Biosecurity ‘spring clean’

Ciara O’Neill is a veterinary surgeon with the Garth Pig Practice. Based in the South West, she has a keen interest in gilt management.

A colleague recently described to me a sign on a farrowing room door – it read: ‘Dip your boots before entry’. Underneath it, someone had added the damning: ‘This means you too, Mr Owner’.   It’s a good reminder that internal biosecurity is the responsibility of everyone.   

To everyone, it should mean the process of identifying the pathogens already present on the unit and reducing their ability to affect the pigs’ health by reducing pathogen load, limiting pathogen spread and maximising the pigs’ ability to mount an immune response to them when exposed.

Many internal biosecurity procedures have evolved – some from trial and error and some from careful consideration of prevailing winds, staff movements, disease risk etc. But all biosecurity measures should be consistently reviewed and updated.

Perhaps one element to include in your ‘spring clean’ biosecurity review is a calculation of value per pig per disease agent prevented by any new internal biosecurity intervention or procedure. This calculation, alongside a risk assessment per pathogen, can be used to create a ‘must-do’ list.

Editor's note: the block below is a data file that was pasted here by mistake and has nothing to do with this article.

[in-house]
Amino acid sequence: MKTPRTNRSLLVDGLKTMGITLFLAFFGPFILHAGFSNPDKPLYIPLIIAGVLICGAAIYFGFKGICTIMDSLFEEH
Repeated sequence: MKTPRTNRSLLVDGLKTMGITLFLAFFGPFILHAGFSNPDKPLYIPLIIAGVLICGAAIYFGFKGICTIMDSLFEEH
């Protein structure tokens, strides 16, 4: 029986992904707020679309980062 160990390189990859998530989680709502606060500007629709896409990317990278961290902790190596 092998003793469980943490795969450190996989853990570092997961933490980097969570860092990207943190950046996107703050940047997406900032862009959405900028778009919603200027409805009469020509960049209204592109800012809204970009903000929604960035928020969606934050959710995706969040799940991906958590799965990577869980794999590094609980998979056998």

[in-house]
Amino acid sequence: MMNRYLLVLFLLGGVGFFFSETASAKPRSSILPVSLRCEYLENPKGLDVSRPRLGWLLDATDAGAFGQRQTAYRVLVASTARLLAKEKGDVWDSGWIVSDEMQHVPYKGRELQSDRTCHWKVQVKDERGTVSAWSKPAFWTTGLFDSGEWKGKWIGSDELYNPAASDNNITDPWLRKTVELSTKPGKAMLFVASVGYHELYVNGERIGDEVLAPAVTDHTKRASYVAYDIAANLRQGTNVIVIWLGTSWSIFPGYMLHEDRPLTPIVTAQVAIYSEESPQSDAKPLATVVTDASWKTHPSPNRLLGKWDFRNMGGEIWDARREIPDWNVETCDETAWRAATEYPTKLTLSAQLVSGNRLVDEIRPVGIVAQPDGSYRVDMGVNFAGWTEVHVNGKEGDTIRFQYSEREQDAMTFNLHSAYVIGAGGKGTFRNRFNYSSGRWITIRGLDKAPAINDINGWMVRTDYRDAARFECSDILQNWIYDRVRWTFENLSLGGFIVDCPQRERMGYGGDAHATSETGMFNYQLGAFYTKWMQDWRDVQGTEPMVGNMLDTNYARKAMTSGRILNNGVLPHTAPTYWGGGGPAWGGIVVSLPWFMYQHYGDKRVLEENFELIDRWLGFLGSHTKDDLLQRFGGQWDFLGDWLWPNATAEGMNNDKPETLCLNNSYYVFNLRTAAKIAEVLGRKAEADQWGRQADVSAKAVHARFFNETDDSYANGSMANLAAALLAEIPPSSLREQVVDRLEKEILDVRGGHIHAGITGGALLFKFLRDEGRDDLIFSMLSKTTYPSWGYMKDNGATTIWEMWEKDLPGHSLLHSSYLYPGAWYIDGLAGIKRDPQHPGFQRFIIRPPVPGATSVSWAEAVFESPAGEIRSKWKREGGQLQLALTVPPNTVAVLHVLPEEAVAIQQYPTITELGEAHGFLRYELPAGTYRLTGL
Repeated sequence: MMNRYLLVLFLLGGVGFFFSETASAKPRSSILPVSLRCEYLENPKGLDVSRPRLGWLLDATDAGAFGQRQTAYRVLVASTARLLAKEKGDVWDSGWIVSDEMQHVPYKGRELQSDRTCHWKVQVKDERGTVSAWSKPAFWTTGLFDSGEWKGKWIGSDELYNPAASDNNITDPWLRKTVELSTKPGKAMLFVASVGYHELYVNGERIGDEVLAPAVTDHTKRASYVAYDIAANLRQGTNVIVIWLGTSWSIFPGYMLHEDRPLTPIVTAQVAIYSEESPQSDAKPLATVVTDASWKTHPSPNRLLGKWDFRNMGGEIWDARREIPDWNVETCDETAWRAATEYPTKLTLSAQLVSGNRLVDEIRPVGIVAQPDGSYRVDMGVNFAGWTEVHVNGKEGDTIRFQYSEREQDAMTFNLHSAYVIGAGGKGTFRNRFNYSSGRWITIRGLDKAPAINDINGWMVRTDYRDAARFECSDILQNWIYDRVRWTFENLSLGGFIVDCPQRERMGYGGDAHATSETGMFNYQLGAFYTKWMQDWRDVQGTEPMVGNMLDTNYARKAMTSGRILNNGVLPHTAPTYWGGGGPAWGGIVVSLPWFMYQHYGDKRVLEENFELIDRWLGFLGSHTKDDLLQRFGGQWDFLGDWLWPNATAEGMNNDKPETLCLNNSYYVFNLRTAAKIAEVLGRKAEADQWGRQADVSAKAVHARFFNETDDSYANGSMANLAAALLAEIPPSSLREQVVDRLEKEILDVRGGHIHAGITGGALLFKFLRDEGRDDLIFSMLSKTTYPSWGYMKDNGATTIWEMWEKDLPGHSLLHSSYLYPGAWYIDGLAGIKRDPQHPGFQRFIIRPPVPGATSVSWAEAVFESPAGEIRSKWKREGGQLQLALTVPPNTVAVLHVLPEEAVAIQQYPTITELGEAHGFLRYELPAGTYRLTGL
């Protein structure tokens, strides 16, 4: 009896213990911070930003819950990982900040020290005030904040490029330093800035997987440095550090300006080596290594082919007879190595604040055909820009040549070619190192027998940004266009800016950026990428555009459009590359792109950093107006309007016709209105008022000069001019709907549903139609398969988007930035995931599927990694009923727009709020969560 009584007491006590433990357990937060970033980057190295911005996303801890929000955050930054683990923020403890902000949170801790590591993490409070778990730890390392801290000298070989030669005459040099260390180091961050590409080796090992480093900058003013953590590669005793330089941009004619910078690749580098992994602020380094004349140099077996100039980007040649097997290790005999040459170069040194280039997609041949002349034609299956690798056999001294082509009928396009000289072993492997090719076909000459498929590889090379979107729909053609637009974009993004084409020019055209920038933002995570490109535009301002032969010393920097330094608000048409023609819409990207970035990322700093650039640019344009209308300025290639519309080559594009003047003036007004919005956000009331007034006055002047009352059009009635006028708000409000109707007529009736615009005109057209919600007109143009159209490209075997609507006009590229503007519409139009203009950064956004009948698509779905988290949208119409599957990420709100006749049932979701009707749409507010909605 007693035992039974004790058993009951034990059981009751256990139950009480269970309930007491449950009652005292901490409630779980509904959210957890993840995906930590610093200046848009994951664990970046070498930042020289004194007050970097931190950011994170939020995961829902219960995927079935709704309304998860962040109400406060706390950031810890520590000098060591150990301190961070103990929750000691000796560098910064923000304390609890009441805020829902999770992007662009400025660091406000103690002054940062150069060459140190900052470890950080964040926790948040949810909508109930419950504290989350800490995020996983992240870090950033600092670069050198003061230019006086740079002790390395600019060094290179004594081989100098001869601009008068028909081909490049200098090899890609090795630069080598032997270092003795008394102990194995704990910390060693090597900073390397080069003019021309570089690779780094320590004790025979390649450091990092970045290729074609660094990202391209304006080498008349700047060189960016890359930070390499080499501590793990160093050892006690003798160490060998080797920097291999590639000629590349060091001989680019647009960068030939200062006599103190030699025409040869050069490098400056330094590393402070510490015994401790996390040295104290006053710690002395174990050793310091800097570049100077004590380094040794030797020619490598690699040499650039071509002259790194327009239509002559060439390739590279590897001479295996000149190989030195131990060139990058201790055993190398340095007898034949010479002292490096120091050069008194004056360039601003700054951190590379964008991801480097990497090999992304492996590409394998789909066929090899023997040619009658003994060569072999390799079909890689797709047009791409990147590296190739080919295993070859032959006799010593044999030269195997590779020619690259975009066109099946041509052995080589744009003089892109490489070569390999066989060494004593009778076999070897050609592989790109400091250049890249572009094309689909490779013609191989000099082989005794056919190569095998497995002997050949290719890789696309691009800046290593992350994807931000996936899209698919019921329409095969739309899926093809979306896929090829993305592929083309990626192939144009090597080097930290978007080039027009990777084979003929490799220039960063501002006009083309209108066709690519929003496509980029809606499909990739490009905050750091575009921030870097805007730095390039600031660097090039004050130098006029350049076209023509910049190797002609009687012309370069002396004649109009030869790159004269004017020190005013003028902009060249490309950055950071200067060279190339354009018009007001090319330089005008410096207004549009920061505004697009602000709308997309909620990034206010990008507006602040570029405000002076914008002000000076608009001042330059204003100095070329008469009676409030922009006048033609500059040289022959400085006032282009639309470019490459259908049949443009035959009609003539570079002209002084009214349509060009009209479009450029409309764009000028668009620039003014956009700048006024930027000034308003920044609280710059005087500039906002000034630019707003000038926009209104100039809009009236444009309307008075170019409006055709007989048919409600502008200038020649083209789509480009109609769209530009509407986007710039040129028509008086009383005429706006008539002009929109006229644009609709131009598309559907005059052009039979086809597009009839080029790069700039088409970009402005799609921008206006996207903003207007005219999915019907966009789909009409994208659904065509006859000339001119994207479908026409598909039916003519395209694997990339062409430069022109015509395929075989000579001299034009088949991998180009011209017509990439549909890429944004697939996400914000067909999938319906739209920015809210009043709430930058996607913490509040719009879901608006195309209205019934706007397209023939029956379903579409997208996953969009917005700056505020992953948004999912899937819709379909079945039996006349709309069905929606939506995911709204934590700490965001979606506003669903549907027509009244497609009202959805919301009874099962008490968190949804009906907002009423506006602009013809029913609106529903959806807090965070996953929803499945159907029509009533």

For example, post-weaning E.coli  diarrhoea is often prevalent within herds due to a combination of factors around weaning – stress, change in diet, incomplete cleaning and disinfection, mixing of pigs and movement of people and equipment. With the cost of E.coli PWD being up to £3.50 per pig, a long-term investment in E.coli reduction measures such as separate weaner equipment, barrier entry to the weaner house, and a vaccination programme would pay off.

However, going back to Mr Owner, who was haphazardly dipping his boots, ‘degree of difficulty’ is often overlooked – all intervention measures need to have a clearly defined value attached to them,
communicated to staff – otherwise, when everyone is under the pump, any biosecurity measure that appears to have little risk but some inconvenience attached will be forgotten. All-in, all-out systems only work if they are 100% ‘all-in, all out’. Any degree of compromise undermines the whole process.

We think of people on farms as being one of the greatest risks to biosecurity, usually because of their ability to transport pathogens on their clothes, on their hands, on their feed and out of their lungs, but often fail to remember that human behaviour, and in particular, constant vigilance and attention to detail, will have the greatest impact on internal biosecurity on our farms.   

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